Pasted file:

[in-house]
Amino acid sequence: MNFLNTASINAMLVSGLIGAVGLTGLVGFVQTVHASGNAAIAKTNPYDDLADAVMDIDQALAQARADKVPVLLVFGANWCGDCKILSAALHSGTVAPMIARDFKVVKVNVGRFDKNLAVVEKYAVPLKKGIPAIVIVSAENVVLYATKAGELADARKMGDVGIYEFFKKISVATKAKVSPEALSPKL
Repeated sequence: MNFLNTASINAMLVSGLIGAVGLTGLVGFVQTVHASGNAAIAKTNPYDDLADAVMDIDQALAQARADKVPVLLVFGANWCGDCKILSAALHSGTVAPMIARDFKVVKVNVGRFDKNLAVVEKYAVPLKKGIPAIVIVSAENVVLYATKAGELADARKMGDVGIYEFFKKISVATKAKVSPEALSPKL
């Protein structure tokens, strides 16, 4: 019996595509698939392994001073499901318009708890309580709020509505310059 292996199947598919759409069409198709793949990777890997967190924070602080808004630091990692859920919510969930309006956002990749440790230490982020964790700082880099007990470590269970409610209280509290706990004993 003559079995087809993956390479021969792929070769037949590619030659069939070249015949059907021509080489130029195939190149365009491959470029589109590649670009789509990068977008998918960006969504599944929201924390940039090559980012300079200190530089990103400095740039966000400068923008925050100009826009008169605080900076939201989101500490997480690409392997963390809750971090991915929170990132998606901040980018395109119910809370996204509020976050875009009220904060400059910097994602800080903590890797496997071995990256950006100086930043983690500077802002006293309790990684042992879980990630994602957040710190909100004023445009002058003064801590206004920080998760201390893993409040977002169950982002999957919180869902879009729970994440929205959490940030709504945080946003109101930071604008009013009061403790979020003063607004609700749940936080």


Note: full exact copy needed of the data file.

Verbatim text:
[in-house]
Amino acid sequence: MNFLNTASINAMLVSGLIGAVGLTGLVGFVQTVHASGNAAIAKTNPYDDLADAVMDIDQALAQARADKVPVLLVFGANWCGDCKILSAALHSGTVAPMIARDFKVVKVNVGRFDKNLAVVEKYAVPLKKGIPAIVIVSAENVVLYATKAGELADARKMGDVGIYEFFKKISVATKAKVSPEALSPKL
Repeated sequence: MNFLNTASINAMLVSGLIGAVGLTGLVGFVQTVHASGNAAIAKTNPYDDLADAVMDIDQALAQARADKVPVLLVFGANWCGDCKILSAALHSGTVAPMIARDFKVVKVNVGRFDKNLAVVEKYAVPLKKGIPAIVIVSAENVVLYATKAGELADARKMGDVGIYEFFKKISVATKAKVSPEALSPKL
């Protein structure tokens, strides 16, 4: 019996595509698939392994001073499901318009708890309580709020509505310059 292996199947598919759409069409198709793949990777890997967190924070602080808004630091990692859920919510969930309006956002990749440790230490982020964790700082880099007990470590269970409610209280509290706990004993 003559079995087809993956390479021969792929070769037949590619030659069939070249015949059907021509080489130029195939190149365009491959470029589109590649670009789509990068977008998918960006969504599944929201924390940039090559980012300079200190530089990103400095740039966000400068923008925050100009826009008169605080900076939201989101500490997480690409392997963390809750971090991915929170990132998606901040980018395109119910809370996204509020976050875009009220904060400059910097994602800080903590890797496997071995990256950006100086930043983690500077802002006293309790990684042992879980990630994602957040710190909100004023445009002058003064801590206004920080998760201390893993409040977002169950982002999957919180869902879009729970994440929205959490940030709504945080946003109101930071604008009013009061403790979020003063607004609700749940936080």